Kodak is discontinuing Kodak T-Max P3200, the super-high-speed black-and-white film created by Sylvia Zawadski and Dick Dickerson of Eastman Kodak. (The two of them used to have a website; is it gone?)
Its passing makes me think yet again that I'm living the perfect lifespan for a photographer...something like a railfan living in the transition era between steam and diesel, with one foot planted firmly in each. The years of my interest in photography have spanned so much. I really am grateful to have seen and done the things I've seen and done.
When P3200 came out, I was shooting Tri-X at E.I. 200, the fastest film I'd shot till then. P3200 tested for me at E.I. 1000, more than two stops faster. (3200 was a "push" speed, hence the "P" in the name; 3200 was never an actual ISO rating.) It was a revelation, and tremendously energizing. I put it immediately into use, and it was just in time so that I could document my grandmother's funeral and my best friend's wedding, among other things. I took so many great pictures (I mean: pictures I like) with that film. I have virtually none of it scanned, but above is one exception.
I found only one paper that it printed on correctly, and that too is long gone.
The promise and excitement of P3200 is of course completely lost on photographers now, who complain when they can see noise in actual ISO 3200 pictures.
As with so many things from the film era, there is no more need for it. But it was a big deal in its day.
(Thanks to Oren)
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Today's P3200 and more:
(To see all the comments, click on the "Comments" link below.)
Featured Comments from:
Matt Weber: "I remember when it came out too...I think it was in 1988 and it was incredible. I was able to shoot at night with usable shutter speeds and still managed to get decent work done during the day. I'm sad because this film really mattered to me and enabled me to take many of my best pictures. Kodak has let us down so many times it's almost funny. I realize the company is in ruins now, so this time I'm not going to take it personally...Oh well."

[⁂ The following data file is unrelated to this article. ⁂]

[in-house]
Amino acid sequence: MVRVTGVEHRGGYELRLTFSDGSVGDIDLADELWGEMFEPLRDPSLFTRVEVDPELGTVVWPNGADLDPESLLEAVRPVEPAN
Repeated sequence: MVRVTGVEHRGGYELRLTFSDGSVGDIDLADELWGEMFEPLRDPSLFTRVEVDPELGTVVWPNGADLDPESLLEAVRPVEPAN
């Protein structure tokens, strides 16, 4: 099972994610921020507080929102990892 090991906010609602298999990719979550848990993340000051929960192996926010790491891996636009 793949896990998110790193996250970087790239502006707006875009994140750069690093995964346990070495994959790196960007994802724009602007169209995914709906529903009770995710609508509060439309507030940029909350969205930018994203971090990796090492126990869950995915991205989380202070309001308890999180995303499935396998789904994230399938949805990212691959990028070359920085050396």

Softie: "I knew this day would come, and find myself mourning a good friend's passing. I shot piles of this stuff, and used it as my standard film for years at E.I. 800. Lovely big rough grain."
Matt Mills: "Man, the memories...this was literally one of two films I used for black-and-white all through my early days in photography (the other being T-Max 400—judge if you will, but I loved the stuff in D-76). This was the film that made it possible to shoot inside and get handheld photos, really crucial if you're a people-in-their-habitat photographer. I miss it just thinking about it. Of course, right before I switch to digital, I learned to use sodium sulfite in the developer and borax solution after, which was amazingly rich."
Mike Plews: "I'm still pouting over the loss of TXP 120, but I tend to hold a grudge. DuPont is still getting stink eye from me over Velour Black #2 and Varigam. Gotta get over this stuff."
Crabby Umbo: "Plus One for Mike Plews! You're killing me—I'm still mad about DuPont papers as well! Bah!"
Mike adds: And for me, it's Verichrome Pan and Medalist paper. (I really wish Ilford or Fuji would make a genuinely retro emulsion or two.)
It's another thing we're losing: the fact that in every era, old timers grumped and moaned about the lovely old materials that had faded and gone. Michael A. Smith loved Azo so much that he started manufacturing a replacement after it was discontinued. Ansel Adams waxed elegiac about the passing of Dassonville Charcoal Black (did anyone know Will Dassonville had a book?! Me neither), and of course Frederick H. Evans, in England, quit photography altogether when they stopped making the papers he liked...in the nineteen-teens. I'm sure there were photographers decrying the passage of albumen printing ("it just had something special"), and others in the 1860s grousing bitterly about how tintypes didn't look nearly as good as Daguerreotypes, and who cares if they're cheaper and the fumes don't give you heavy metal poisoning?
I make light, but I really am going to miss the feeling of continuity in the craft and the sense of community it engendered with our "friends who went before."